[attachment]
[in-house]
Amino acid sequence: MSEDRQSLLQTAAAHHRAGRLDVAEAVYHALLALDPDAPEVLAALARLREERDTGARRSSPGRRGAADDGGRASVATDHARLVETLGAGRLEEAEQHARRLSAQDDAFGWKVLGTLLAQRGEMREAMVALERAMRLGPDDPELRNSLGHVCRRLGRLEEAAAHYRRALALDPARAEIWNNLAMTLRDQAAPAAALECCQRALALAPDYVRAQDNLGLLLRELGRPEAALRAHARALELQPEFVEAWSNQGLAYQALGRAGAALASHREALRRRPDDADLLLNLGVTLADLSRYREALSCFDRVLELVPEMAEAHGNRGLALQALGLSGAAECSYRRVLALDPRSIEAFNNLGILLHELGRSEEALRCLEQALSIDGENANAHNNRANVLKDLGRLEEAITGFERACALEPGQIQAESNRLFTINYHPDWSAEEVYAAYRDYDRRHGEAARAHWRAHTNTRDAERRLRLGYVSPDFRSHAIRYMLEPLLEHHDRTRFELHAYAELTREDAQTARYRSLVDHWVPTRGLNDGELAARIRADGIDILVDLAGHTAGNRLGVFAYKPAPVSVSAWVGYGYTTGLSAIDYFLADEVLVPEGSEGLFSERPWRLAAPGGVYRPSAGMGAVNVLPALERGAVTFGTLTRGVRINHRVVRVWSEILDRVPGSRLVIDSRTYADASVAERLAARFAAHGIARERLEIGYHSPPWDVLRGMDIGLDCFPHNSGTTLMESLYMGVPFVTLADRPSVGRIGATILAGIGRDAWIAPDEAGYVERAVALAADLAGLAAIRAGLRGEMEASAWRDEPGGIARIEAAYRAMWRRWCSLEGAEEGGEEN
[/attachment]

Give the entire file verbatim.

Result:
[in-house]
Amino acid sequence: MSEDRQSLLQTAAAHHRAGRLDVAEAVYHALLALDPDAPEVLAALARLREERDTGARRSSPGRRGAADDGGRASVATDHARLVETLGAGRLEEAEQHARRLSAQDDAFGWKVLGTLLAQRGEMREAMVALERAMRLGPDDPELRNSLGHVCRRLGRLEEAAAHYRRALALDPARAEIWNNLAMTLRDQAAPAAALECCQRALALAPDYVRAQDNLGLLLRELGRPEAALRAHARALELQPEFVEAWSNQGLAYQALGRAGAALASHREALRRRPDDADLLLNLGVTLADLSRYREALSCFDRVLELVPEMAEAHGNRGLALQALGLSGAAECSYRRVLALDPRSIEAFNNLGILLHELGRSEEALRCLEQALSIDGENANAHNNRANVLKDLGRLEEAITGFERACALEPGQIQAESNRLFTINYHPDWSAEEVYAAYRDYDRRHGEAARAHWRAHTNTRDAERRLRLGYVSPDFRSHAIRYMLEPLLEHHDRTRFELHAYAELTREDAQTARYRSLVDHWVPTRGLNDGELAARIRADGIDILVDLAGHTAGNRLGVFAYKPAPVSVSAWVGYGYTTGLSAIDYFLADEVLVPEGSEGLFSERPWRLAAPGGVYRPSAGMGAVNVLPALERGAVTFGTLTRGVRINHRVVRVWSEILDRVPGSRLVIDSRTYADASVAERLAARFAAHGIARERLEIGYHSPPWDVLRGMDIGLDCFPHNSGTTLMESLYMGVPFVTLADRPSVGRIGATILAGIGRDAWIAPDEAGYVERAVALAADLAGLAAIRAGLRGEMEASAWRDEPGGIARIEAAYRAMWRRWCSLEGAEEGGEEN